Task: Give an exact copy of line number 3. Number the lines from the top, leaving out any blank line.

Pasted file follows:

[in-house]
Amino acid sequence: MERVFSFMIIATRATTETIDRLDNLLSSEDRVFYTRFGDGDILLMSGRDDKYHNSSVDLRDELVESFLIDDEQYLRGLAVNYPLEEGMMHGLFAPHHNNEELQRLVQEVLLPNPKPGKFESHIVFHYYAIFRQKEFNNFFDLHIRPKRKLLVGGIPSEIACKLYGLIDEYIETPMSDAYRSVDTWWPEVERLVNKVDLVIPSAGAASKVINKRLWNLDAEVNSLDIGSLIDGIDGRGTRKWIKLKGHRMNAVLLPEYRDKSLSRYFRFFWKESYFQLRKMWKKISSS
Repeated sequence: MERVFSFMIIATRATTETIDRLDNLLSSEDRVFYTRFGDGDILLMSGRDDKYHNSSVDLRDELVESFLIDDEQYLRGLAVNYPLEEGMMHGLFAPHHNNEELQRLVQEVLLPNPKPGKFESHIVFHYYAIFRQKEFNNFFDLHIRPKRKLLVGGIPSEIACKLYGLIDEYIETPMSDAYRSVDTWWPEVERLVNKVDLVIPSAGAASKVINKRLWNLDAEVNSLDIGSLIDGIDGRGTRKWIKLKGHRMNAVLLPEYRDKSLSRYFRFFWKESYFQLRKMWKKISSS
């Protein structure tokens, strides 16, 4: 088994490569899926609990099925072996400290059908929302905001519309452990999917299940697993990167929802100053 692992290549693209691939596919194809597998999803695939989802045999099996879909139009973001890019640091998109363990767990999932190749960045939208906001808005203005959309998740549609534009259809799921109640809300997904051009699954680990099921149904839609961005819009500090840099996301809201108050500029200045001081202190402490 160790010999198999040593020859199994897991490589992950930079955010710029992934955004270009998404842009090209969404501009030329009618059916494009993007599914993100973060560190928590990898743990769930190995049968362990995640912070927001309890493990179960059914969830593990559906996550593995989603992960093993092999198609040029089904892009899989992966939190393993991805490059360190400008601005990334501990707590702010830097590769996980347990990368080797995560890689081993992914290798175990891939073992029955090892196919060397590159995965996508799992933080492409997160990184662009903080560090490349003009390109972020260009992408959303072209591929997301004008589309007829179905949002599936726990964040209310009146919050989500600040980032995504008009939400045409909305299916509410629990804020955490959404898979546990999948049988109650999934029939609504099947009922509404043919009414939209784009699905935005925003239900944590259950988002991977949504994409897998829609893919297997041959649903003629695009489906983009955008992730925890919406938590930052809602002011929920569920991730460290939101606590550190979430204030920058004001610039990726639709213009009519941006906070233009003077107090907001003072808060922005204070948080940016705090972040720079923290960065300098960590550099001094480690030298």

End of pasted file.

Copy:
Repeated sequence: MERVFSFMIIATRATTETIDRLDNLLSSEDRVFYTRFGDGDILLMSGRDDKYHNSSVDLRDELVESFLIDDEQYLRGLAVNYPLEEGMMHGLFAPHHNNEELQRLVQEVLLPNPKPGKFESHIVFHYYAIFRQKEFNNFFDLHIRPKRKLLVGGIPSEIACKLYGLIDEYIETPMSDAYRSVDTWWPEVERLVNKVDLVIPSAGAASKVINKRLWNLDAEVNSLDIGSLIDGIDGRGTRKWIKLKGHRMNAVLLPEYRDKSLSRYFRFFWKESYFQLRKMWKKISSS